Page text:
Developing a Résumé Parser

There’s no doubt AI is becoming the new sensation in human capital management software. There’s plenty of processes that can be automated: information seeking, candidate and job matching, recommendation and résumé parsing. In this article, we’ll focus on résumé parsing. This is an aspect of the hiring process that has become essential for the industry in recent years. It is undoubtedly a great benefit and provides a noticeable competitive advantage.

In a nutshell, résumé parsing is the automatic extraction of information from résumés/CVs and other types of candidate data; namely the processing of documents in a semi-structured format (such as résumés/snippets/digital profiles) to organize information in a manner that’s more suitable for storage in a database. The software that does this is known as a parser.

But not all parsers extract the same kind of information for every language. The fields a résumé parser can detect are mainly based on user preference, from contact info and work experience to education history, language, and beyond. The biggest advantage of this technology is that it helps people save hours of manual work, and it can provide them with an optimal résumé database of candidate profiles. In the era of automation, résumé parsing is turning into a must for all recruiters.

This task may not seem too challenging at first sight. One might think that résumés are typically very clear, and information is presented in a simple way to catch the eye. But for a computer, a résumé is just a sequence of lines of text.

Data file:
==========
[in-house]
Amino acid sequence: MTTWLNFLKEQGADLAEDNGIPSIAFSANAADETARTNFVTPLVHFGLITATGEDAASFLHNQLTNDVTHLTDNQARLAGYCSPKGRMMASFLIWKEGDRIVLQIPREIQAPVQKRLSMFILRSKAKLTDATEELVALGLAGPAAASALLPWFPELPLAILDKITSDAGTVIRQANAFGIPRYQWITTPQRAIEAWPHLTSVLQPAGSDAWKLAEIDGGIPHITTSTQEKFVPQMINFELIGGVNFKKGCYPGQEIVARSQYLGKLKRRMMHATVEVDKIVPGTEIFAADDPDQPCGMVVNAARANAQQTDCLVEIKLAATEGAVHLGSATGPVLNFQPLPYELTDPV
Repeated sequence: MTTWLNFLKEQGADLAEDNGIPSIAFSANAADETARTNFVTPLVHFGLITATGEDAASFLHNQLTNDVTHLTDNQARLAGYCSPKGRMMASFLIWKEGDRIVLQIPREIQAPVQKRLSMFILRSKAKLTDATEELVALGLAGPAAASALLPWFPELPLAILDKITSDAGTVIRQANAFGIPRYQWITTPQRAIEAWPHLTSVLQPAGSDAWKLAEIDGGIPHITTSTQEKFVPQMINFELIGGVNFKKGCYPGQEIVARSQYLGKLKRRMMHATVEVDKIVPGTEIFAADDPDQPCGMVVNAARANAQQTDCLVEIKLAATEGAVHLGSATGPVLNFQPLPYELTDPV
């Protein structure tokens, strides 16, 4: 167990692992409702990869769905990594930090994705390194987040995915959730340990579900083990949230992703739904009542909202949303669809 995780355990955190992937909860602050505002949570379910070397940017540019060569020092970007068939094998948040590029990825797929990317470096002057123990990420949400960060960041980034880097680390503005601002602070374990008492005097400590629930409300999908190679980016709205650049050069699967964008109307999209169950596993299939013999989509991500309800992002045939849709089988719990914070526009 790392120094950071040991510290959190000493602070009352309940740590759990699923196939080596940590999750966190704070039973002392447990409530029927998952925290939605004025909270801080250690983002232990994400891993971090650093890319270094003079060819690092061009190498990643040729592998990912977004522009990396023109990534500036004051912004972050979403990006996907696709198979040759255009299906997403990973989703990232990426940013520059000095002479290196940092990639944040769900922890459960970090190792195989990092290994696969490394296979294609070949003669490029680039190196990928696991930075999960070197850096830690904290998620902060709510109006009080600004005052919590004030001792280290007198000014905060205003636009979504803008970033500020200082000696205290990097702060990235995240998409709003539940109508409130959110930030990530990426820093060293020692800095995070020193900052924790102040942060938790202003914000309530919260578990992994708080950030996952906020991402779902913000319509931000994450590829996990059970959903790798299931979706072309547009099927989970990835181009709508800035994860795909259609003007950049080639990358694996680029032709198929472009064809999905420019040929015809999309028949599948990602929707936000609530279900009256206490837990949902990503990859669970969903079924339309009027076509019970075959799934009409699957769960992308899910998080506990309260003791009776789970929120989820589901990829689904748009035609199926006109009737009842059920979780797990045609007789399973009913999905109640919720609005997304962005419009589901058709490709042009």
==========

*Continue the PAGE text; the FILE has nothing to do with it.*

So, although reading and understanding a simple sentence like “I work as a Java Developer at Avature,” or “Company: Avature, (Apr 2010 – Dec 2015),” may be very straightforward to us, it’s actually a high-level cognitive task. And it turns out that processing statements like these algorithmically is challenging: as humans, we know that we understand them, but we cannot easily describe how. Because language is always creative and there are many ways to express the same information in text, the task of résumé parsing is far from trivial.

Early attempts were made using hand-crafted rules but, as we’ve said, language is infinitely varied and creative. So, in practice, rule-based systems can recognize numerous cases and patterns, but they are very hard to maintain. Once basic performance is achieved, the effort necessary to improve these résumé parsers is prohibitive.

This is one of the reasons why this explicit approach was slowly abandoned and AI and Machine Learning solutions began to gain popularity in the field. These implicit approaches leverage data and statistics to create computational models generated through the input of a large quantity of annotated data. When applied to new, unseen résumés these models are able to predict and extract relevant information.

Ideally, we’d like to have a perfect parser that can fully understand all the concepts and relationships within a résumé, but this is still too complex. However, improvements are being made all the time. While you are reading this article, engineers and testers are working hard to perfect résumé parsers doing research and using the most up-to-date technologies.

There’s still a long way to go, but the accuracy of résumé parsers is increasing very rapidly. Ultimately, we are talking about making a computer understand and interpret human language. We are talking about artificial intelligence.